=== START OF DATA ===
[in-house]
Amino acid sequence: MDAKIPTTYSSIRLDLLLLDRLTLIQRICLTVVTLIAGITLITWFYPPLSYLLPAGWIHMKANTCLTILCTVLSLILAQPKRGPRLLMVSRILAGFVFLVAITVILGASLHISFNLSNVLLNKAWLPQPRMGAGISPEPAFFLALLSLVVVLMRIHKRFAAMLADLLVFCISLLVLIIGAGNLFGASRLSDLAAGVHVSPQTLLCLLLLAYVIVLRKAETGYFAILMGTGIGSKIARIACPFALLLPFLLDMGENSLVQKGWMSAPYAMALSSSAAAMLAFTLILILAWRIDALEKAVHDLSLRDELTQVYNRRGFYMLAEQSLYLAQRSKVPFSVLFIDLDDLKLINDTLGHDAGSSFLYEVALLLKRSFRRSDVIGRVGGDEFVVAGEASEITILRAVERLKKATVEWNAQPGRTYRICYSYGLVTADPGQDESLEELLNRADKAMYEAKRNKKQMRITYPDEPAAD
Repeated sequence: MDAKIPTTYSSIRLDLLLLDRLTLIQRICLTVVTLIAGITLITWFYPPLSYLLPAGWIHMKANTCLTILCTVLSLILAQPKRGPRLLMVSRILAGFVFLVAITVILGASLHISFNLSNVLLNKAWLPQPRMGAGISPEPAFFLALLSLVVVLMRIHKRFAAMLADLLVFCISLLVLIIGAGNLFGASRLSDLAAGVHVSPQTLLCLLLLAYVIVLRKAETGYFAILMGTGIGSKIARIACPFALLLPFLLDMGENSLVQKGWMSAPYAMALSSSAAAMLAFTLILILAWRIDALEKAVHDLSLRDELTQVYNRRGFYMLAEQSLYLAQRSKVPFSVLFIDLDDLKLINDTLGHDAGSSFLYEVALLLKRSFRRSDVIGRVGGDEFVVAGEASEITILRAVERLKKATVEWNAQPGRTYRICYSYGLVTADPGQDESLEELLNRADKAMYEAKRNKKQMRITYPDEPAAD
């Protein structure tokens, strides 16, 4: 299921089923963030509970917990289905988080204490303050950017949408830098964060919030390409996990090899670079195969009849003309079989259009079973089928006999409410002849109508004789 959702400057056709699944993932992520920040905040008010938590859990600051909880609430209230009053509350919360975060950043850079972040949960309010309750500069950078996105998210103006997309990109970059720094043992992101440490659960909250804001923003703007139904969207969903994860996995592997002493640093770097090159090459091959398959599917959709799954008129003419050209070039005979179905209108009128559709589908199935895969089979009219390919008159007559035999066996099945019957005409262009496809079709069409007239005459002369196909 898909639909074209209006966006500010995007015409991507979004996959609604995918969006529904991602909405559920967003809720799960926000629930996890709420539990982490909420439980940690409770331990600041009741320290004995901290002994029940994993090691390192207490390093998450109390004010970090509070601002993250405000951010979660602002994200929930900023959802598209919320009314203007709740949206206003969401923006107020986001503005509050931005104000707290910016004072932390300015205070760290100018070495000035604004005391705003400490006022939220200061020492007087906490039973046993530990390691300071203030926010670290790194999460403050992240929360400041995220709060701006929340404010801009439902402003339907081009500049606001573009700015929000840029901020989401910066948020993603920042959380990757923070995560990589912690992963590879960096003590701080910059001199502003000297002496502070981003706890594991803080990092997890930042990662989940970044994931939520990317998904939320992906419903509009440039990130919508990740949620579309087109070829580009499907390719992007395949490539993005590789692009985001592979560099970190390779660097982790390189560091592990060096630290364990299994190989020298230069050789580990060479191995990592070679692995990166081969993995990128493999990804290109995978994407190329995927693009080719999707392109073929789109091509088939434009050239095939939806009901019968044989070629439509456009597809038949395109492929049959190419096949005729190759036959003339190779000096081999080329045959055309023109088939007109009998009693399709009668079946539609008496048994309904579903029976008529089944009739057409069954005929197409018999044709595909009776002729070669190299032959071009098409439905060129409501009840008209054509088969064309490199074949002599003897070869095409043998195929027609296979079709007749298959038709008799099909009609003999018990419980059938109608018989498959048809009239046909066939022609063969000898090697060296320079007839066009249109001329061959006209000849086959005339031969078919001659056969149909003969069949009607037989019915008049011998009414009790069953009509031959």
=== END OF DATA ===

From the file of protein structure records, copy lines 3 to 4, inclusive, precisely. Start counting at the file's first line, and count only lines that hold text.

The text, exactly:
Repeated sequence: MDAKIPTTYSSIRLDLLLLDRLTLIQRICLTVVTLIAGITLITWFYPPLSYLLPAGWIHMKANTCLTILCTVLSLILAQPKRGPRLLMVSRILAGFVFLVAITVILGASLHISFNLSNVLLNKAWLPQPRMGAGISPEPAFFLALLSLVVVLMRIHKRFAAMLADLLVFCISLLVLIIGAGNLFGASRLSDLAAGVHVSPQTLLCLLLLAYVIVLRKAETGYFAILMGTGIGSKIARIACPFALLLPFLLDMGENSLVQKGWMSAPYAMALSSSAAAMLAFTLILILAWRIDALEKAVHDLSLRDELTQVYNRRGFYMLAEQSLYLAQRSKVPFSVLFIDLDDLKLINDTLGHDAGSSFLYEVALLLKRSFRRSDVIGRVGGDEFVVAGEASEITILRAVERLKKATVEWNAQPGRTYRICYSYGLVTADPGQDESLEELLNRADKAMYEAKRNKKQMRITYPDEPAAD
């Protein structure tokens, strides 16, 4: 299921089923963030509970917990289905988080204490303050950017949408830098964060919030390409996990090899670079195969009849003309079989259009079973089928006999409410002849109508004789 959702400057056709699944993932992520920040905040008010938590859990600051909880609430209230009053509350919360975060950043850079972040949960309010309750500069950078996105998210103006997309990109970059720094043992992101440490659960909250804001923003703007139904969207969903994860996995592997002493640093770097090159090459091959398959599917959709799954008129003419050209070039005979179905209108009128559709589908199935895969089979009219390919008159007559035999066996099945019957005409262009496809079709069409007239005459002369196909 898909639909074209209006966006500010995007015409991507979004996959609604995918969006529904991602909405559920967003809720799960926000629930996890709420539990982490909420439980940690409770331990600041009741320290004995901290002994029940994993090691390192207490390093998450109390004010970090509070601002993250405000951010979660602002994200929930900023959802598209919320009314203007709740949206206003969401923006107020986001503005509050931005104000707290910016004072932390300015205070760290100018070495000035604004005391705003400490006022939220200061020492007087906490039973046993530990390691300071203030926010670290790194999460403050992240929360400041995220709060701006929340404010801009439902402003339907081009500049606001573009700015929000840029901020989401910066948020993603920042959380990757923070995560990589912690992963590879960096003590701080910059001199502003000297002496502070981003706890594991803080990092997890930042990662989940970044994931939520990317998904939320992906419903509009440039990130919508990740949620579309087109070829580009499907390719992007395949490539993005590789692009985001592979560099970190390779660097982790390189560091592990060096630290364990299994190989020298230069050789580990060479191995990592070679692995990166081969993995990128493999990804290109995978994407190329995927693009080719999707392109073929789109091509088939434009050239095939939806009901019968044989070629439509456009597809038949395109492929049959190419096949005729190759036959003339190779000096081999080329045959055309023109088939007109009998009693399709009668079946539609008496048994309904579903029976008529089944009739057409069954005929197409018999044709595909009776002729070669190299032959071009098409439905060129409501009840008209054509088969064309490199074949002599003897070869095409043998195929027609296979079709007749298959038709008799099909009609003999018990419980059938109608018989498959048809009239046909066939022609063969000898090697060296320079007839066009249109001329061959006209000849086959005339031969078919001659056969149909003969069949009607037989019915008049011998009414009790069953009509031959």